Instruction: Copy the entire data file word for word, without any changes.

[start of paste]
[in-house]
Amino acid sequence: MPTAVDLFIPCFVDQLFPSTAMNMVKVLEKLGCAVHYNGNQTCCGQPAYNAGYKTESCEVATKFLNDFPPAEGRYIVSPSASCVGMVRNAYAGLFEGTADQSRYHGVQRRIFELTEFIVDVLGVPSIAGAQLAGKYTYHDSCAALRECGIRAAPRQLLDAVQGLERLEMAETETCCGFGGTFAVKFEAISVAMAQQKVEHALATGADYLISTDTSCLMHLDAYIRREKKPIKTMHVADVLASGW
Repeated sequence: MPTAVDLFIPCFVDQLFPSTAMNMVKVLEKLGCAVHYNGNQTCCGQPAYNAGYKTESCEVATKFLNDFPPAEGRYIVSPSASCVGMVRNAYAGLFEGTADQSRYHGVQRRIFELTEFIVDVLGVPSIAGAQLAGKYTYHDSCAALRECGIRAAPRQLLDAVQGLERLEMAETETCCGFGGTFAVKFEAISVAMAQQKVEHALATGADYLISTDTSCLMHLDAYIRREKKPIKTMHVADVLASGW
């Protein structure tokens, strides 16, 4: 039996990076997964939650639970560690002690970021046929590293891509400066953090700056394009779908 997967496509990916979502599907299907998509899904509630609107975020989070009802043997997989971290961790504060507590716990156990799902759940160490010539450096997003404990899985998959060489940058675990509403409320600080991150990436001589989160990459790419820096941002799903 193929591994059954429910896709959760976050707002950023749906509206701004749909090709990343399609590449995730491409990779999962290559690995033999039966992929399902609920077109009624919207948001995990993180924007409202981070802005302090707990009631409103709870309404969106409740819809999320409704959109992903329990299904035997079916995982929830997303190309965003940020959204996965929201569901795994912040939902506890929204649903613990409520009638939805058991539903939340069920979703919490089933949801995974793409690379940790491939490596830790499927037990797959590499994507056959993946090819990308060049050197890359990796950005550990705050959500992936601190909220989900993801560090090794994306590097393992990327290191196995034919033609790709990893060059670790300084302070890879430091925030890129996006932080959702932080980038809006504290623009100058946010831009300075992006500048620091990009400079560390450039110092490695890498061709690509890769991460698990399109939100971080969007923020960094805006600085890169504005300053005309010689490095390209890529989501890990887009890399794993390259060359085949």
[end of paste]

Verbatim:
[in-house]
Amino acid sequence: MPTAVDLFIPCFVDQLFPSTAMNMVKVLEKLGCAVHYNGNQTCCGQPAYNAGYKTESCEVATKFLNDFPPAEGRYIVSPSASCVGMVRNAYAGLFEGTADQSRYHGVQRRIFELTEFIVDVLGVPSIAGAQLAGKYTYHDSCAALRECGIRAAPRQLLDAVQGLERLEMAETETCCGFGGTFAVKFEAISVAMAQQKVEHALATGADYLISTDTSCLMHLDAYIRREKKPIKTMHVADVLASGW
Repeated sequence: MPTAVDLFIPCFVDQLFPSTAMNMVKVLEKLGCAVHYNGNQTCCGQPAYNAGYKTESCEVATKFLNDFPPAEGRYIVSPSASCVGMVRNAYAGLFEGTADQSRYHGVQRRIFELTEFIVDVLGVPSIAGAQLAGKYTYHDSCAALRECGIRAAPRQLLDAVQGLERLEMAETETCCGFGGTFAVKFEAISVAMAQQKVEHALATGADYLISTDTSCLMHLDAYIRREKKPIKTMHVADVLASGW
């Protein structure tokens, strides 16, 4: 039996990076997964939650639970560690002690970021046929590293891509400066953090700056394009779908 997967496509990916979502599907299907998509899904509630609107975020989070009802043997997989971290961790504060507590716990156990799902759940160490010539450096997003404990899985998959060489940058675990509403409320600080991150990436001589989160990459790419820096941002799903 193929591994059954429910896709959760976050707002950023749906509206701004749909090709990343399609590449995730491409990779999962290559690995033999039966992929399902609920077109009624919207948001995990993180924007409202981070802005302090707990009631409103709870309404969106409740819809999320409704959109992903329990299904035997079916995982929830997303190309965003940020959204996965929201569901795994912040939902506890929204649903613990409520009638939805058991539903939340069920979703919490089933949801995974793409690379940790491939490596830790499927037990797959590499994507056959993946090819990308060049050197890359990796950005550990705050959500992936601190909220989900993801560090090794994306590097393992990327290191196995034919033609790709990893060059670790300084302070890879430091925030890129996006932080959702932080980038809006504290623009100058946010831009300075992006500048620091990009400079560390450039110092490695890498061709690509890769991460698990399109939100971080969007923020960094805006600085890169504005300053005309010689490095390209890529989501890990887009890399794993390259060359085949």